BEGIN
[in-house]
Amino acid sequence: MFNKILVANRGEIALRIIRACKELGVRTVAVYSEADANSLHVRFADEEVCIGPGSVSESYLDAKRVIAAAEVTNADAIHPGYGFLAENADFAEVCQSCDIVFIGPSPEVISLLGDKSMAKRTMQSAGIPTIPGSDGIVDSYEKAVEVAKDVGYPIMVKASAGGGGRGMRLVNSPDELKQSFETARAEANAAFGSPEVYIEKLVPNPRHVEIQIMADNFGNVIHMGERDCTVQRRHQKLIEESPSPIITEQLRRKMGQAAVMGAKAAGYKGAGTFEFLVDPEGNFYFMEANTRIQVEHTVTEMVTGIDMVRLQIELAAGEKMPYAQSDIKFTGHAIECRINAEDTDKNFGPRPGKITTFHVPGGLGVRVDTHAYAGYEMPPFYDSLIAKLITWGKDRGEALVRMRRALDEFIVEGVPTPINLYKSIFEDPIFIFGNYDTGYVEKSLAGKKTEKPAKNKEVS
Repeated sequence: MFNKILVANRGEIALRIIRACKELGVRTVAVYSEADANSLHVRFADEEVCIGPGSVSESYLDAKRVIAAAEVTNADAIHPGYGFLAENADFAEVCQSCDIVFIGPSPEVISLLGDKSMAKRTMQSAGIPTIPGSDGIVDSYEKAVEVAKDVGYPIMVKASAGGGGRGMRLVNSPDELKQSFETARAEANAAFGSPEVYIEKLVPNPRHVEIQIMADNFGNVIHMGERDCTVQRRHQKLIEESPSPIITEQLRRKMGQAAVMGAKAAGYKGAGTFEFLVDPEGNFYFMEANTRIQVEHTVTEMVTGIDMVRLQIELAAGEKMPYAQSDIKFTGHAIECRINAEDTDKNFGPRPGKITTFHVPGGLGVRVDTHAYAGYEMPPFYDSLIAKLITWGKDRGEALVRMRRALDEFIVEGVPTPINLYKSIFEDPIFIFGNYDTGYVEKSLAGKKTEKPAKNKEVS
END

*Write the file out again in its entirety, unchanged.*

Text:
[in-house]
Amino acid sequence: MFNKILVANRGEIALRIIRACKELGVRTVAVYSEADANSLHVRFADEEVCIGPGSVSESYLDAKRVIAAAEVTNADAIHPGYGFLAENADFAEVCQSCDIVFIGPSPEVISLLGDKSMAKRTMQSAGIPTIPGSDGIVDSYEKAVEVAKDVGYPIMVKASAGGGGRGMRLVNSPDELKQSFETARAEANAAFGSPEVYIEKLVPNPRHVEIQIMADNFGNVIHMGERDCTVQRRHQKLIEESPSPIITEQLRRKMGQAAVMGAKAAGYKGAGTFEFLVDPEGNFYFMEANTRIQVEHTVTEMVTGIDMVRLQIELAAGEKMPYAQSDIKFTGHAIECRINAEDTDKNFGPRPGKITTFHVPGGLGVRVDTHAYAGYEMPPFYDSLIAKLITWGKDRGEALVRMRRALDEFIVEGVPTPINLYKSIFEDPIFIFGNYDTGYVEKSLAGKKTEKPAKNKEVS
Repeated sequence: MFNKILVANRGEIALRIIRACKELGVRTVAVYSEADANSLHVRFADEEVCIGPGSVSESYLDAKRVIAAAEVTNADAIHPGYGFLAENADFAEVCQSCDIVFIGPSPEVISLLGDKSMAKRTMQSAGIPTIPGSDGIVDSYEKAVEVAKDVGYPIMVKASAGGGGRGMRLVNSPDELKQSFETARAEANAAFGSPEVYIEKLVPNPRHVEIQIMADNFGNVIHMGERDCTVQRRHQKLIEESPSPIITEQLRRKMGQAAVMGAKAAGYKGAGTFEFLVDPEGNFYFMEANTRIQVEHTVTEMVTGIDMVRLQIELAAGEKMPYAQSDIKFTGHAIECRINAEDTDKNFGPRPGKITTFHVPGGLGVRVDTHAYAGYEMPPFYDSLIAKLITWGKDRGEALVRMRRALDEFIVEGVPTPINLYKSIFEDPIFIFGNYDTGYVEKSLAGKKTEKPAKNKEVS